There are major developments in India in the areas of micro-finance and a more prominent role for women in rural emerging markets. Tens of thousands of SHG (Self Help Group’s) supporting artisans in remote villages are being enabled by access to mobile telecoms. Village producers can market their offerings and receive worthwhile returns.
The largest IT(&T) innovation project currently underway in the world is the construction of the Universal Identity (IUD) ecosystem. This will revolutionize life for many (Aam-Aadmi) in India who will be empowered to achieve better livelihoods and become contributing citizens.
Innovation is about simple and straight forward offerings, whose benefits must be evident, and fast time to market. Simplicity is the key to successful innovation and is now being achieved by inventors in the east as well as the western world. The back end complexity, which should provide a richer and more superior service to the consumer, must be invisible. In the 1990s I coined the term ‘simplexity‘ to describe this attribute; stressing the need for simplicity in the total user and product experience in the context of increasingly complex ecosystems, devices and architectures.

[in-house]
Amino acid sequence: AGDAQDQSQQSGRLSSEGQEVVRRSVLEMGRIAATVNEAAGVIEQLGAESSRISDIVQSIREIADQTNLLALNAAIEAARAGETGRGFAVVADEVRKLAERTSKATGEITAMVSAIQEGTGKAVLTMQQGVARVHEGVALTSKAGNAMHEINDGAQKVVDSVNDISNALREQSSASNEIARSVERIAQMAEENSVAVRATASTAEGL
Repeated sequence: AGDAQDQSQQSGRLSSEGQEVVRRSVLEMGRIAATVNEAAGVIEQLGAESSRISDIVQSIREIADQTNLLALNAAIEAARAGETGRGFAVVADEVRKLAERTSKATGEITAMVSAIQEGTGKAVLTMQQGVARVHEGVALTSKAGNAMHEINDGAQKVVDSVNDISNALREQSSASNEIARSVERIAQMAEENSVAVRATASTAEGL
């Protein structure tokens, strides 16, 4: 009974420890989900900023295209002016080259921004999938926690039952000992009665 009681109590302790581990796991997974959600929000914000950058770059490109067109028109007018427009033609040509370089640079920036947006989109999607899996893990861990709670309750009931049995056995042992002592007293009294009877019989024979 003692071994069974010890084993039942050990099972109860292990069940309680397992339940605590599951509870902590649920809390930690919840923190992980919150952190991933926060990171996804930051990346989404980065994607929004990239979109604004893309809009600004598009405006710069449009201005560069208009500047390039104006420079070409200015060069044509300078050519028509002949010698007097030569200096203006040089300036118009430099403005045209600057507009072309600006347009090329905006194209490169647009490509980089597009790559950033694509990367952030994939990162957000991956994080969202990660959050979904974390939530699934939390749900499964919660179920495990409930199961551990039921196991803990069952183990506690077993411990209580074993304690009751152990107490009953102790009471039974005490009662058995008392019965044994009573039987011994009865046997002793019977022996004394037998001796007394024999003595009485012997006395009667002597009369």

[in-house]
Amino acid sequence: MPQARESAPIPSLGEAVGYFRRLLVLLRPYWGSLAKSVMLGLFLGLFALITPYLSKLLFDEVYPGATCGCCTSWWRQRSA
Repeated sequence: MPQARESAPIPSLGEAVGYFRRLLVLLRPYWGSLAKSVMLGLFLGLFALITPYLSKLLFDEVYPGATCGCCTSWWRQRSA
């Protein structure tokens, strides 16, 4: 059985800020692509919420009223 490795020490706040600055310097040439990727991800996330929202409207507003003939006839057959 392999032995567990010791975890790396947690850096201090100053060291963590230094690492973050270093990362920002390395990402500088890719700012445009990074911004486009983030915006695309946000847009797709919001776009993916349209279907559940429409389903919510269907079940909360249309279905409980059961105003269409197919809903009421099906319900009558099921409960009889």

To paraphrase Leo Tolstoy, I would say that there cannot be greatness if there is not simplexity, goodness and truth.
As smartphones become ever smarter, more pervasive and increasingly affordable, this makes the possibility of ultra-low cost smart devices based on open platforms and customizable for segments such as rural enterprise, more realistic. Dedicated applications and services combined with simplicity are becoming core values in the connected, computer enabled world in which the masses are able to get livelihood-enriching benefits from the convergence and integration of telecoms with computing and the new media.
There cannot be greatness if there is not simplexity, goodness and truth.
Ericsson made an investment in a highly innovative Indian Institute of Technology (Madras) spin-off called Novatium Solutions which offers ‘computing for the next billion’ based on the medium of PCaaS (PC-as-a-Service). This represents a paradigm shift and uses a dynamic thick-thin client and a smart combination of grid/cloud and utility computing which transforms the computer into an appliance.